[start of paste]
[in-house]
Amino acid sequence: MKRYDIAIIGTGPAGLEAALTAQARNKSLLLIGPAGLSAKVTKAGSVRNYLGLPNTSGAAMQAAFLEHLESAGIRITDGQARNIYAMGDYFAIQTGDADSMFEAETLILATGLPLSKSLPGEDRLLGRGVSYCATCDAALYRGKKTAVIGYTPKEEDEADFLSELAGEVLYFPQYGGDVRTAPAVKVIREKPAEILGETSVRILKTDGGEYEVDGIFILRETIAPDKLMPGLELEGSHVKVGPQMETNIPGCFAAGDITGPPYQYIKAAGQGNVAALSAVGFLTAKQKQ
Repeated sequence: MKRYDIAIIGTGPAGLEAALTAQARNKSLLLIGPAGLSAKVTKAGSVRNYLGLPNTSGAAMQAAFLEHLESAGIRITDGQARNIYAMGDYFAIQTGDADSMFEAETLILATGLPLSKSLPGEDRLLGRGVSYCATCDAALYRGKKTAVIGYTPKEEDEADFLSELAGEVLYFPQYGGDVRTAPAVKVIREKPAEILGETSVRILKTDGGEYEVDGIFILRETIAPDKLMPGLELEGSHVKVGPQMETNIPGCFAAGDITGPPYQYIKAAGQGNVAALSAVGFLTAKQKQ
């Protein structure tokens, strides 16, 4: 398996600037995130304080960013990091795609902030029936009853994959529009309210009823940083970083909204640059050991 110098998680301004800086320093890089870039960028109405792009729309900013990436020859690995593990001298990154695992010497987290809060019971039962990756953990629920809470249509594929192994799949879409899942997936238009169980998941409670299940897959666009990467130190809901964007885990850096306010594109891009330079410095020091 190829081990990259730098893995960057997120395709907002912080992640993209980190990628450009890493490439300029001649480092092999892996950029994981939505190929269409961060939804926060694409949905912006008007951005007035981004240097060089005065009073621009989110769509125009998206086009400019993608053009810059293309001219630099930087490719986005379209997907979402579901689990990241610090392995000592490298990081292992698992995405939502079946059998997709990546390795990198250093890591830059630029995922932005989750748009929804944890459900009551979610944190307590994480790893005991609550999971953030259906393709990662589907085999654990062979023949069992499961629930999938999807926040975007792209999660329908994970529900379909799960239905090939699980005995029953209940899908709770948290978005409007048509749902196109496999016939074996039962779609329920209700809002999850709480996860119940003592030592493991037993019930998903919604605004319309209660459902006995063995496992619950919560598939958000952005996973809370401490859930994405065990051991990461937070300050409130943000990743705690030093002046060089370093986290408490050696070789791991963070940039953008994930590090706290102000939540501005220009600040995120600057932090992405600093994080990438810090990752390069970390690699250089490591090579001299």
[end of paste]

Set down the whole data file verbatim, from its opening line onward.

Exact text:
[in-house]
Amino acid sequence: MKRYDIAIIGTGPAGLEAALTAQARNKSLLLIGPAGLSAKVTKAGSVRNYLGLPNTSGAAMQAAFLEHLESAGIRITDGQARNIYAMGDYFAIQTGDADSMFEAETLILATGLPLSKSLPGEDRLLGRGVSYCATCDAALYRGKKTAVIGYTPKEEDEADFLSELAGEVLYFPQYGGDVRTAPAVKVIREKPAEILGETSVRILKTDGGEYEVDGIFILRETIAPDKLMPGLELEGSHVKVGPQMETNIPGCFAAGDITGPPYQYIKAAGQGNVAALSAVGFLTAKQKQ
Repeated sequence: MKRYDIAIIGTGPAGLEAALTAQARNKSLLLIGPAGLSAKVTKAGSVRNYLGLPNTSGAAMQAAFLEHLESAGIRITDGQARNIYAMGDYFAIQTGDADSMFEAETLILATGLPLSKSLPGEDRLLGRGVSYCATCDAALYRGKKTAVIGYTPKEEDEADFLSELAGEVLYFPQYGGDVRTAPAVKVIREKPAEILGETSVRILKTDGGEYEVDGIFILRETIAPDKLMPGLELEGSHVKVGPQMETNIPGCFAAGDITGPPYQYIKAAGQGNVAALSAVGFLTAKQKQ
């Protein structure tokens, strides 16, 4: 398996600037995130304080960013990091795609902030029936009853994959529009309210009823940083970083909204640059050991 110098998680301004800086320093890089870039960028109405792009729309900013990436020859690995593990001298990154695992010497987290809060019971039962990756953990629920809470249509594929192994799949879409899942997936238009169980998941409670299940897959666009990467130190809901964007885990850096306010594109891009330079410095020091 190829081990990259730098893995960057997120395709907002912080992640993209980190990628450009890493490439300029001649480092092999892996950029994981939505190929269409961060939804926060694409949905912006008007951005007035981004240097060089005065009073621009989110769509125009998206086009400019993608053009810059293309001219630099930087490719986005379209997907979402579901689990990241610090392995000592490298990081292992698992995405939502079946059998997709990546390795990198250093890591830059630029995922932005989750748009929804944890459900009551979610944190307590994480790893005991609550999971953030259906393709990662589907085999654990062979023949069992499961629930999938999807926040975007792209999660329908994970529900379909799960239905090939699980005995029953209940899908709770948290978005409007048509749902196109496999016939074996039962779609329920209700809002999850709480996860119940003592030592493991037993019930998903919604605004319309209660459902006995063995496992619950919560598939958000952005996973809370401490859930994405065990051991990461937070300050409130943000990743705690030093002046060089370093986290408490050696070789791991963070940039953008994930590090706290102000939540501005220009600040995120600057932090992405600093994080990438810090990752390069970390690699250089490591090579001299």